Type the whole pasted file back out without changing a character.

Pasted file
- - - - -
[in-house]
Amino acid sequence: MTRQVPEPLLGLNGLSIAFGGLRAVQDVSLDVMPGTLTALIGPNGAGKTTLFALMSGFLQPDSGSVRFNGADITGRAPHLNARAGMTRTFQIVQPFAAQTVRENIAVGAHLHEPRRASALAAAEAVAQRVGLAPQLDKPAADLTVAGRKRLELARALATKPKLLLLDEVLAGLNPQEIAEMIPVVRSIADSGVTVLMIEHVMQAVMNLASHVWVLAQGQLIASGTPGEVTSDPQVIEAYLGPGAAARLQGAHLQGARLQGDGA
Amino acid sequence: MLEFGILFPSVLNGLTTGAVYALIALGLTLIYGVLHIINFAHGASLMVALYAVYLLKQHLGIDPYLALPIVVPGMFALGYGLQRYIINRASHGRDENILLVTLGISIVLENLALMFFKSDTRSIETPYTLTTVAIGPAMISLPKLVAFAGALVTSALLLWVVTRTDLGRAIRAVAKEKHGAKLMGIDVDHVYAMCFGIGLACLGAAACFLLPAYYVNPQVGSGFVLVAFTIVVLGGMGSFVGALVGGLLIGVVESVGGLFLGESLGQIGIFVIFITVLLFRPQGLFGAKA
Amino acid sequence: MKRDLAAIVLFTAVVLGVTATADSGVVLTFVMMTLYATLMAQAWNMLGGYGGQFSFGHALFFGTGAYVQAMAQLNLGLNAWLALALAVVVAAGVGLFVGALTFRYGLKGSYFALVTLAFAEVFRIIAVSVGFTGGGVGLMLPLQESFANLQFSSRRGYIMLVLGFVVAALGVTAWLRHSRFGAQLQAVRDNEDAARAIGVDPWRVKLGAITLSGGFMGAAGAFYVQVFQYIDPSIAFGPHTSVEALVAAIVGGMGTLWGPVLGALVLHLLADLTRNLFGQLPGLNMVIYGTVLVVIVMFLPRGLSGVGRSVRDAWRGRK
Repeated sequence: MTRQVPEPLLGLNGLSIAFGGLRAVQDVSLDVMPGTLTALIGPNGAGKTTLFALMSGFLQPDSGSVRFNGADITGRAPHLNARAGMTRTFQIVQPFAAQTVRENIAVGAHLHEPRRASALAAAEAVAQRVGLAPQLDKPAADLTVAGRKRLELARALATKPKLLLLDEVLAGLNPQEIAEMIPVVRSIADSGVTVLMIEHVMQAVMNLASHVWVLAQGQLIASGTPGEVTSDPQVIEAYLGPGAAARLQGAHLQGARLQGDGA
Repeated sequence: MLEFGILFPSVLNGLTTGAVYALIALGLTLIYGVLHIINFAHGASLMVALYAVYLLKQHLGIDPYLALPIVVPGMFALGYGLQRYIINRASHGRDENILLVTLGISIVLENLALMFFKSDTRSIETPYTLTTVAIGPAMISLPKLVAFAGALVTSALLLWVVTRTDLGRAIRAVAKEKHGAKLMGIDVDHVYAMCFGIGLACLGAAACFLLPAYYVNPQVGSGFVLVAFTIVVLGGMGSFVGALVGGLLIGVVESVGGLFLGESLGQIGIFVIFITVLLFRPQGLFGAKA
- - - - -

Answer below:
[in-house]
Amino acid sequence: MTRQVPEPLLGLNGLSIAFGGLRAVQDVSLDVMPGTLTALIGPNGAGKTTLFALMSGFLQPDSGSVRFNGADITGRAPHLNARAGMTRTFQIVQPFAAQTVRENIAVGAHLHEPRRASALAAAEAVAQRVGLAPQLDKPAADLTVAGRKRLELARALATKPKLLLLDEVLAGLNPQEIAEMIPVVRSIADSGVTVLMIEHVMQAVMNLASHVWVLAQGQLIASGTPGEVTSDPQVIEAYLGPGAAARLQGAHLQGARLQGDGA
Amino acid sequence: MLEFGILFPSVLNGLTTGAVYALIALGLTLIYGVLHIINFAHGASLMVALYAVYLLKQHLGIDPYLALPIVVPGMFALGYGLQRYIINRASHGRDENILLVTLGISIVLENLALMFFKSDTRSIETPYTLTTVAIGPAMISLPKLVAFAGALVTSALLLWVVTRTDLGRAIRAVAKEKHGAKLMGIDVDHVYAMCFGIGLACLGAAACFLLPAYYVNPQVGSGFVLVAFTIVVLGGMGSFVGALVGGLLIGVVESVGGLFLGESLGQIGIFVIFITVLLFRPQGLFGAKA
Amino acid sequence: MKRDLAAIVLFTAVVLGVTATADSGVVLTFVMMTLYATLMAQAWNMLGGYGGQFSFGHALFFGTGAYVQAMAQLNLGLNAWLALALAVVVAAGVGLFVGALTFRYGLKGSYFALVTLAFAEVFRIIAVSVGFTGGGVGLMLPLQESFANLQFSSRRGYIMLVLGFVVAALGVTAWLRHSRFGAQLQAVRDNEDAARAIGVDPWRVKLGAITLSGGFMGAAGAFYVQVFQYIDPSIAFGPHTSVEALVAAIVGGMGTLWGPVLGALVLHLLADLTRNLFGQLPGLNMVIYGTVLVVIVMFLPRGLSGVGRSVRDAWRGRK
Repeated sequence: MTRQVPEPLLGLNGLSIAFGGLRAVQDVSLDVMPGTLTALIGPNGAGKTTLFALMSGFLQPDSGSVRFNGADITGRAPHLNARAGMTRTFQIVQPFAAQTVRENIAVGAHLHEPRRASALAAAEAVAQRVGLAPQLDKPAADLTVAGRKRLELARALATKPKLLLLDEVLAGLNPQEIAEMIPVVRSIADSGVTVLMIEHVMQAVMNLASHVWVLAQGQLIASGTPGEVTSDPQVIEAYLGPGAAARLQGAHLQGARLQGDGA
Repeated sequence: MLEFGILFPSVLNGLTTGAVYALIALGLTLIYGVLHIINFAHGASLMVALYAVYLLKQHLGIDPYLALPIVVPGMFALGYGLQRYIINRASHGRDENILLVTLGISIVLENLALMFFKSDTRSIETPYTLTTVAIGPAMISLPKLVAFAGALVTSALLLWVVTRTDLGRAIRAVAKEKHGAKLMGIDVDHVYAMCFGIGLACLGAAACFLLPAYYVNPQVGSGFVLVAFTIVVLGGMGSFVGALVGGLLIGVVESVGGLFLGESLGQIGIFVIFITVLLFRPQGLFGAKA